Following last year’s successful pilot and launch of tele-psychiatry services on its Tyler 1 Adult Inpatient Program and Birches Treatment Center partial hospital program, the Brattleboro Retreat will expand its tele-psychiatry capacity to three more inpatient programs. To support this effort, the Retreat is pleased to announce the appointments of Moddi Kiluvia, MD, Liz Niemiec, MD, and Jared Zucker, MD, to its medical staff. They will serve as full-time members of the Retreat’s medical staff while working remotely from locations in Manhattan, NY, Brooklyn, NY, and Newport, RI, respectively.
Expanded tele-psychiatry services at the Retreat will officially launch on Monday, January 22, and will be available to patients on the hospital’s Tyler 2 Adult Inpatient Program along with the LGBT Adult Inpatient Program and Emerging Adult Inpatient Program.
The Retreat’s new medical staff appointees join staff psychiatrist Kyle Hagstrom, MD, of Naples, FL, and contract physician Lisa Lambert, MD, of Hanover, NH, on the Retreat’s roster of tele-psychiatry physicians.
“Our new colleagues will have daily schedules similar to our on-site physicians,” said Mark McGee, MD, chief medical officer. “They will carry full case loads, follow streamlined workflows, and participate in all medical staff functions—all be it from remote locations.”
Adding to this news is the announcement of a new contract between the Brattleboro Retreat and Brattleboro Memorial Hospital’s Emergency Department, which establishes a framework for Retreat physicians to provide tele-psychiatry consultations on behalf of ED patients experiencing acute psychiatric distress.
“Certain ED consultations will help expedite treatment plans and allow patients to leave the hospital and go home,” explained Dr. McGee. “Others will lead to patients being admitted to specialty hospitals like the Retreat or other similar facilities. Either way, we’re excited to begin using tele-psychiatry to alleviate suffering and help reduce the number of psychiatric patients who find themselves stuck in hospital emergency rooms.”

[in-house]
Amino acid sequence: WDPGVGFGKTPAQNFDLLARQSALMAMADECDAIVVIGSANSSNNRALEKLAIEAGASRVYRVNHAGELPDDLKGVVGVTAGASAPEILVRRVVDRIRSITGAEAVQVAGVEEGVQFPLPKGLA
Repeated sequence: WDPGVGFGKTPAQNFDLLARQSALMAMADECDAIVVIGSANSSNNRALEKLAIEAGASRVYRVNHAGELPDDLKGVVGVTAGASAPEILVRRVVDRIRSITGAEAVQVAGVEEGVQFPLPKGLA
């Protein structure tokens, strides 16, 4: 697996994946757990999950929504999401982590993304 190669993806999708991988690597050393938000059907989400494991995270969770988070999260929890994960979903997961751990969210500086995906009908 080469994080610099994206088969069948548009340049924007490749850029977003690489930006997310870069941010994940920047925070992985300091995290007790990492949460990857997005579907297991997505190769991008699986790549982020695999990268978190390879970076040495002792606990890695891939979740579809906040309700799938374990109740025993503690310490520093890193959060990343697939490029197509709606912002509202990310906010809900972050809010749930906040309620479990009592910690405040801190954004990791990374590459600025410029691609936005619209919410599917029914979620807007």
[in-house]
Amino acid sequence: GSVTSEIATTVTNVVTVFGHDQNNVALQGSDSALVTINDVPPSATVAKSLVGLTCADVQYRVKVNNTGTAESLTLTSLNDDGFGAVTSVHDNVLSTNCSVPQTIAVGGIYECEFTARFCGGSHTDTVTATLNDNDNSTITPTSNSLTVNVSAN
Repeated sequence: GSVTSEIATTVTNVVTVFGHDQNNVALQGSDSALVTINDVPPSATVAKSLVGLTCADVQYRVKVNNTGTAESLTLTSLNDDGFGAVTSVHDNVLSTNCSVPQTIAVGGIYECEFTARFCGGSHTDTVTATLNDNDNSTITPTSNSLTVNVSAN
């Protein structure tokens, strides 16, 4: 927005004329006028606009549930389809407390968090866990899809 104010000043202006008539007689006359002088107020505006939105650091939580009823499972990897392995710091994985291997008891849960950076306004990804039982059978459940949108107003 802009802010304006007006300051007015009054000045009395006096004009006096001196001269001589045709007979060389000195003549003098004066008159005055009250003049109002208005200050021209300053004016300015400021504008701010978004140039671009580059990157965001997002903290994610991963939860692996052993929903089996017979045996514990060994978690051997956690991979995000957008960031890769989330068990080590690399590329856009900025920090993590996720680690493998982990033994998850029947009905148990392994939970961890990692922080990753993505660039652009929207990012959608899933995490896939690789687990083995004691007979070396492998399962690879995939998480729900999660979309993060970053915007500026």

Tele-psychiatry will also enhance the Retreat’s physician recruitment efforts by eliminating the requirement to relocate to Vermont and significantly expanding the pool of potential candidates. This in turn will ensure greater stability within the medical staff, add to the Retreat’s bed capacity by alleviating staff shortages, and reduce the need to hire expensive travel doctors.
In terms of patient satisfaction, tele-psychiatry has proven to be as effective as face-to-face interactions with a physician. Available research indicates that tele-psychiatry is on par with face-to-face encounters in terms of accuracy of diagnostic assessments, patient satisfaction, and clinical outcomes.
“In the end it’s about using innovative technology to increase patient access to quality care,” said McGee.
The Brattleboro Retreat, founded in 1834, is a not-for-profit, regional specialty psychiatric hospital and addictions treatment center, providing a full range of diagnostic, therapeutic and rehabilitation services for individuals of all ages and their families. Recognized as a national leader in the treatment mental illness and addiction, the Brattleboro Retreat offers a high quality, individualized, comprehensive continuum of care including inpatient, partial hospitalization, residential and outpatient treatment.